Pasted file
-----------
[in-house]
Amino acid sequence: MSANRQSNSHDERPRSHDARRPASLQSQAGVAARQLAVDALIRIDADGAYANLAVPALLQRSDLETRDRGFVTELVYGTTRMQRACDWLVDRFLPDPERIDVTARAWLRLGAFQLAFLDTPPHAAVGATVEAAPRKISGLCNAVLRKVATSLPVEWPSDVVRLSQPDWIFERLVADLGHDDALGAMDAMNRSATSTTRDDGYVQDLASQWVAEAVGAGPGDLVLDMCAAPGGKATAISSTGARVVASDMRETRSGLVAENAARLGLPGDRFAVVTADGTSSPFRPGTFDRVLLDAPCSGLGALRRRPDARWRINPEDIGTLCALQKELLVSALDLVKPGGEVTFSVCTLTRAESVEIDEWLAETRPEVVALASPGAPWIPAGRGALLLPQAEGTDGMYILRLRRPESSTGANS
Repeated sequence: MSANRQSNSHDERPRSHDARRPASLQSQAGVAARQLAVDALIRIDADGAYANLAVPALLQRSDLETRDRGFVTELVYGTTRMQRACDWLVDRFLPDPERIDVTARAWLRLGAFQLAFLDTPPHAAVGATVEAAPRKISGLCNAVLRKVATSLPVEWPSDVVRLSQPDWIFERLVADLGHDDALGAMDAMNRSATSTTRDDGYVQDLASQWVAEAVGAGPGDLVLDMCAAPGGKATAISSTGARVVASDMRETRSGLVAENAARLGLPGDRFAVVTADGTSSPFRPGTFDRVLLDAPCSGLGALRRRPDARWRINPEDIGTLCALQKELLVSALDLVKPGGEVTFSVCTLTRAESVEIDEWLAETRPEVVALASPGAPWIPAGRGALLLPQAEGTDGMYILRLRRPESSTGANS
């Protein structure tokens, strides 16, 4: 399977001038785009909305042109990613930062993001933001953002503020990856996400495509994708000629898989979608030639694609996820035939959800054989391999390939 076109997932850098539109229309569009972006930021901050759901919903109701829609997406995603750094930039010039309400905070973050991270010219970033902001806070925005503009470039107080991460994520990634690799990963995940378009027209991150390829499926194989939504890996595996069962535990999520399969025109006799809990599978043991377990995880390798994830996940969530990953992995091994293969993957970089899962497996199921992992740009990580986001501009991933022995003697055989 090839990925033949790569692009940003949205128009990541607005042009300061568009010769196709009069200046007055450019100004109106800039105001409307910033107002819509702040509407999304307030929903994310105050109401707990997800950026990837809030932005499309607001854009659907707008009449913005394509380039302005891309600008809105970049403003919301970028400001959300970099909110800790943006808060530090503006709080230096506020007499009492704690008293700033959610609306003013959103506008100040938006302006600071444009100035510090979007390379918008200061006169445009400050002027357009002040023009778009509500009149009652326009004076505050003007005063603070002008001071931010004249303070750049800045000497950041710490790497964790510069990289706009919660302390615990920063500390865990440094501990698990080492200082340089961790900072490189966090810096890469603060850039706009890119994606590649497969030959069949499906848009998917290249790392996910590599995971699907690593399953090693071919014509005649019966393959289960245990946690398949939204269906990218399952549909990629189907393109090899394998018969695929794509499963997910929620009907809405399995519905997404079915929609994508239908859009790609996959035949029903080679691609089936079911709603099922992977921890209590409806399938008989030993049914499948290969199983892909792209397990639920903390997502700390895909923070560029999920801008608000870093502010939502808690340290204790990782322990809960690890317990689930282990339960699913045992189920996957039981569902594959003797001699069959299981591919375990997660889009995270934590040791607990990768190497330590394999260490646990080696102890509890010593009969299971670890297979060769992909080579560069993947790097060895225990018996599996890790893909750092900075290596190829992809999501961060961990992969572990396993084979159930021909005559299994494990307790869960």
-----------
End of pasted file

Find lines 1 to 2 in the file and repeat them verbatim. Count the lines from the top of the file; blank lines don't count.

[in-house]
Amino acid sequence: MSANRQSNSHDERPRSHDARRPASLQSQAGVAARQLAVDALIRIDADGAYANLAVPALLQRSDLETRDRGFVTELVYGTTRMQRACDWLVDRFLPDPERIDVTARAWLRLGAFQLAFLDTPPHAAVGATVEAAPRKISGLCNAVLRKVATSLPVEWPSDVVRLSQPDWIFERLVADLGHDDALGAMDAMNRSATSTTRDDGYVQDLASQWVAEAVGAGPGDLVLDMCAAPGGKATAISSTGARVVASDMRETRSGLVAENAARLGLPGDRFAVVTADGTSSPFRPGTFDRVLLDAPCSGLGALRRRPDARWRINPEDIGTLCALQKELLVSALDLVKPGGEVTFSVCTLTRAESVEIDEWLAETRPEVVALASPGAPWIPAGRGALLLPQAEGTDGMYILRLRRPESSTGANS